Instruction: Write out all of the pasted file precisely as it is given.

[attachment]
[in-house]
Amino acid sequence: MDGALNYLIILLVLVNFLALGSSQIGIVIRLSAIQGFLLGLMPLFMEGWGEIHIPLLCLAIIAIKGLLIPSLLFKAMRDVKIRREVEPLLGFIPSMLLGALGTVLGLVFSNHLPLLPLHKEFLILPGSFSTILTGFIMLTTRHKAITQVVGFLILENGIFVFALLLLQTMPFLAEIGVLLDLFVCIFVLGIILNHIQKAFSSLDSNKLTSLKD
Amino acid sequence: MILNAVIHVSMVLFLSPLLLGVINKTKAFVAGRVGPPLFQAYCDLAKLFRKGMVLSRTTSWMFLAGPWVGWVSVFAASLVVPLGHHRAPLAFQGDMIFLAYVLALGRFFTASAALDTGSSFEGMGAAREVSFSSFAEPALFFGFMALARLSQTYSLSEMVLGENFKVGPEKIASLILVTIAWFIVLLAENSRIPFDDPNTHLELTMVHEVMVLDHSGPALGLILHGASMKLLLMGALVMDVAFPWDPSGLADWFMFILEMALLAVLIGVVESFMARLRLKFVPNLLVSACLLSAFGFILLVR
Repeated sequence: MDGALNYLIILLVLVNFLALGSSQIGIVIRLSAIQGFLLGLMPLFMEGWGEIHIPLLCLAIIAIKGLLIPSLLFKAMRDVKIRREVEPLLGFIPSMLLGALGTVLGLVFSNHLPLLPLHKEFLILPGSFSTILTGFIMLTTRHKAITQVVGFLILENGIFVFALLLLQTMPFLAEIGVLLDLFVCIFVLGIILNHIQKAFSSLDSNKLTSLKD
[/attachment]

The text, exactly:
[in-house]
Amino acid sequence: MDGALNYLIILLVLVNFLALGSSQIGIVIRLSAIQGFLLGLMPLFMEGWGEIHIPLLCLAIIAIKGLLIPSLLFKAMRDVKIRREVEPLLGFIPSMLLGALGTVLGLVFSNHLPLLPLHKEFLILPGSFSTILTGFIMLTTRHKAITQVVGFLILENGIFVFALLLLQTMPFLAEIGVLLDLFVCIFVLGIILNHIQKAFSSLDSNKLTSLKD
Amino acid sequence: MILNAVIHVSMVLFLSPLLLGVINKTKAFVAGRVGPPLFQAYCDLAKLFRKGMVLSRTTSWMFLAGPWVGWVSVFAASLVVPLGHHRAPLAFQGDMIFLAYVLALGRFFTASAALDTGSSFEGMGAAREVSFSSFAEPALFFGFMALARLSQTYSLSEMVLGENFKVGPEKIASLILVTIAWFIVLLAENSRIPFDDPNTHLELTMVHEVMVLDHSGPALGLILHGASMKLLLMGALVMDVAFPWDPSGLADWFMFILEMALLAVLIGVVESFMARLRLKFVPNLLVSACLLSAFGFILLVR
Repeated sequence: MDGALNYLIILLVLVNFLALGSSQIGIVIRLSAIQGFLLGLMPLFMEGWGEIHIPLLCLAIIAIKGLLIPSLLFKAMRDVKIRREVEPLLGFIPSMLLGALGTVLGLVFSNHLPLLPLHKEFLILPGSFSTILTGFIMLTTRHKAITQVVGFLILENGIFVFALLLLQTMPFLAEIGVLLDLFVCIFVLGIILNHIQKAFSSLDSNKLTSLKD